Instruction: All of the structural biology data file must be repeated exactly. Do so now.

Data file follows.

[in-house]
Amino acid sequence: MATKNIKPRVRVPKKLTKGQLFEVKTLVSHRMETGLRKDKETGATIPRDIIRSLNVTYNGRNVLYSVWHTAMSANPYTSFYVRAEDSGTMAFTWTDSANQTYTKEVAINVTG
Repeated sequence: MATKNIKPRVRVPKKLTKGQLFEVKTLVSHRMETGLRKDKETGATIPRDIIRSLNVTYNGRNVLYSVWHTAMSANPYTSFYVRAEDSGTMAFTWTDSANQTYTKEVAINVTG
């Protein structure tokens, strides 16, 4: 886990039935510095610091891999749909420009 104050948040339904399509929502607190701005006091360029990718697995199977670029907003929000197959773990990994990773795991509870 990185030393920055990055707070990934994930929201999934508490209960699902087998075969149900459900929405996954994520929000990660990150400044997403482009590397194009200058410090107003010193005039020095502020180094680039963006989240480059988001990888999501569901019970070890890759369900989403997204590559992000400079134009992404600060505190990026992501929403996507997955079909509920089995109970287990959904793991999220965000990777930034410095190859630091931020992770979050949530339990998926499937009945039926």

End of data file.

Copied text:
[in-house]
Amino acid sequence: MATKNIKPRVRVPKKLTKGQLFEVKTLVSHRMETGLRKDKETGATIPRDIIRSLNVTYNGRNVLYSVWHTAMSANPYTSFYVRAEDSGTMAFTWTDSANQTYTKEVAINVTG
Repeated sequence: MATKNIKPRVRVPKKLTKGQLFEVKTLVSHRMETGLRKDKETGATIPRDIIRSLNVTYNGRNVLYSVWHTAMSANPYTSFYVRAEDSGTMAFTWTDSANQTYTKEVAINVTG
């Protein structure tokens, strides 16, 4: 886990039935510095610091891999749909420009 104050948040339904399509929502607190701005006091360029990718697995199977670029907003929000197959773990990994990773795991509870 990185030393920055990055707070990934994930929201999934508490209960699902087998075969149900459900929405996954994520929000990660990150400044997403482009590397194009200058410090107003010193005039020095502020180094680039963006989240480059988001990888999501569901019970070890890759369900989403997204590559992000400079134009992404600060505190990026992501929403996507997955079909509920089995109970287990959904793991999220965000990777930034410095190859630091931020992770979050949530339990998926499937009945039926």